As part of the ongoing investigation of the deadly, national outbreak of fungal meningitis the Centers for Disease Control and Prevention (CDC) and the Food and Drug Administration (FDA) have been continuing to test products produced at Framingham-based New England Compounding Center.
Monday, the two federal health agencies released a new report, which identified products beyond the original steroids, that contained fungi and bacteria.
Federal health officials stressed there’s no evidence the new drugs have caused any additional outbreaks of fungal meningitis or any other illnesses.
Nationally, 36 people have died and more than 510 infected with fungal meningitis linked to NECC.
Monday, CDC and FDA said they have identified additional microbial contamination in unopened vials of betamethasone, cardioplegia, and triamcinolone solutions distributed and recalled from NECC.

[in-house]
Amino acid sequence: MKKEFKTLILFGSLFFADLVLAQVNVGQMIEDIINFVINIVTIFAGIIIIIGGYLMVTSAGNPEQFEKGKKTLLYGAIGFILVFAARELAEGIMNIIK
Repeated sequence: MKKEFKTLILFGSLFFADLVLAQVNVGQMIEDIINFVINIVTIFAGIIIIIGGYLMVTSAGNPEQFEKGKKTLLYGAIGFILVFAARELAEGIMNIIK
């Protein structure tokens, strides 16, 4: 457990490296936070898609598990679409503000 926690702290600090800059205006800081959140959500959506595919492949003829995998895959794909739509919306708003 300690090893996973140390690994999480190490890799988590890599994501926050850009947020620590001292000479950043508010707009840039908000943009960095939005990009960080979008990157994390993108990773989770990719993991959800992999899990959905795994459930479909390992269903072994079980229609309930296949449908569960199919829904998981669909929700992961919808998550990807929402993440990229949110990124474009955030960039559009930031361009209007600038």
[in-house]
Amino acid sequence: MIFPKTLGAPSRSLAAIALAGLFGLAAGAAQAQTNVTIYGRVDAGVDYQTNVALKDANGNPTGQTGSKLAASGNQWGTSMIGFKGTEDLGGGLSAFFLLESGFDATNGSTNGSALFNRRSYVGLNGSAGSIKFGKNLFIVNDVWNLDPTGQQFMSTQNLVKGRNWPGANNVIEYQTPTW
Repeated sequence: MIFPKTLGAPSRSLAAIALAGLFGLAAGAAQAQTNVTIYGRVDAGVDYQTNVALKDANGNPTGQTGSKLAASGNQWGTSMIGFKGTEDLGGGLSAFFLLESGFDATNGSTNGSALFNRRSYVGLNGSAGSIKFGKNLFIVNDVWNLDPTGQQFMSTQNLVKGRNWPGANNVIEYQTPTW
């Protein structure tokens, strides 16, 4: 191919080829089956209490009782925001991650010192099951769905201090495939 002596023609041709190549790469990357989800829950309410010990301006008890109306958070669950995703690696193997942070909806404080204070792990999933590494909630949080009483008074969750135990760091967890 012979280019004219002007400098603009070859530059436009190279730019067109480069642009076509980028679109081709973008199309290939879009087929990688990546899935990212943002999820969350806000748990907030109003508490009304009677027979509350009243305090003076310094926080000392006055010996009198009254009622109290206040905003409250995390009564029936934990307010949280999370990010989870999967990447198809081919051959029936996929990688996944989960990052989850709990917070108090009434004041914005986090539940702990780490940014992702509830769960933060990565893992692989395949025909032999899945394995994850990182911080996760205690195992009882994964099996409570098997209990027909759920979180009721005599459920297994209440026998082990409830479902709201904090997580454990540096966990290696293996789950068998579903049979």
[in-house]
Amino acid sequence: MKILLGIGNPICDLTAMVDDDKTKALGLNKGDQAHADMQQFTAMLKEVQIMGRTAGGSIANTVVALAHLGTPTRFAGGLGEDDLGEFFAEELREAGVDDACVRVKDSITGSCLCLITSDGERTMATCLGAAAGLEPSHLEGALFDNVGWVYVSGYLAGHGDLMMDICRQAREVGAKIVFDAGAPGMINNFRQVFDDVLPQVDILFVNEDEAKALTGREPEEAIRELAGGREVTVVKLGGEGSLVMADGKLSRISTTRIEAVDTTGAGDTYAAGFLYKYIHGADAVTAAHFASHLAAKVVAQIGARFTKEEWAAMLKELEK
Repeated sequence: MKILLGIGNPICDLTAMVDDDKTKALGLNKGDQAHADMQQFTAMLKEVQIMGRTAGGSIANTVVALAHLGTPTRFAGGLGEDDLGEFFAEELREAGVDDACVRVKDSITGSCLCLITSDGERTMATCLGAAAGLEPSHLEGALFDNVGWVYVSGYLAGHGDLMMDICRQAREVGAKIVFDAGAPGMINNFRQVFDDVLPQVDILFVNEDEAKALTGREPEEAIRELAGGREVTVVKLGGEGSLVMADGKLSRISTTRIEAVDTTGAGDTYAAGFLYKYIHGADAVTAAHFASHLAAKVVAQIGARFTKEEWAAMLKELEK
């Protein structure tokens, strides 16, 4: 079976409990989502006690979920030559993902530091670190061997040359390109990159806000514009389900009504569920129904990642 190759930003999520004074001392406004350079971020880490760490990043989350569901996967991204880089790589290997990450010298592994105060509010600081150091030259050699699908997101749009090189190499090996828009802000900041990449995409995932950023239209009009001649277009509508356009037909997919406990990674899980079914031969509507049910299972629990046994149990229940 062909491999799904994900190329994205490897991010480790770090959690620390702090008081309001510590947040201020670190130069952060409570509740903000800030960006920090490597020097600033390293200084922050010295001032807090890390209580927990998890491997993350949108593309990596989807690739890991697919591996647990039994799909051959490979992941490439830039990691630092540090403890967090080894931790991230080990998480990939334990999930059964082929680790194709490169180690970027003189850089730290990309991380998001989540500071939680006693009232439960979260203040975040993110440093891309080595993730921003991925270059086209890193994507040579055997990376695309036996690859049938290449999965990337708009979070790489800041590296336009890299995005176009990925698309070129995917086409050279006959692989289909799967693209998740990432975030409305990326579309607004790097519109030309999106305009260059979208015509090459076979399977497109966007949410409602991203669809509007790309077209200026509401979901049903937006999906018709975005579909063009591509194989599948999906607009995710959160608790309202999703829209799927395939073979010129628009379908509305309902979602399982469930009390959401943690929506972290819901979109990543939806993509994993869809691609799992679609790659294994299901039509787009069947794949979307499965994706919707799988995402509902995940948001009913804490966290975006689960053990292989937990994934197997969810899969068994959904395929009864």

Found was bacteria known as Bacillus, and fungal species including Aspergillus tubingensis, Aspergillus fumigatus, Cladosporium species, and Penicillium species. Although rare, some of the identified Bacillus species can be human pathogens. Some of the fungal organisms identified, particularly Aspergillus fumigatus, are known to cause disease in humans.
Federal health officials said it is not known how product contamination with these organisms could affect patients clinically.
As there is the possibility the tainted drugs could cause illness, federal health officials recommend doctors and other health care providers be alert for signs of fungal infection in patients who received these additional medications produced by the Framingham specialty pharmacy.
, which have been linked to infections in patients in 19 states.
NECC recalled every product in made back in October.
Besides fungal meningitis, patient have reported contracting arachnoiditis and other infections, too.
A raid of NECC by health officials discovered mold and other unsanitary conditions.
More than 70 lawsuits have been filed since the deadly outbreak began in October. Recently, a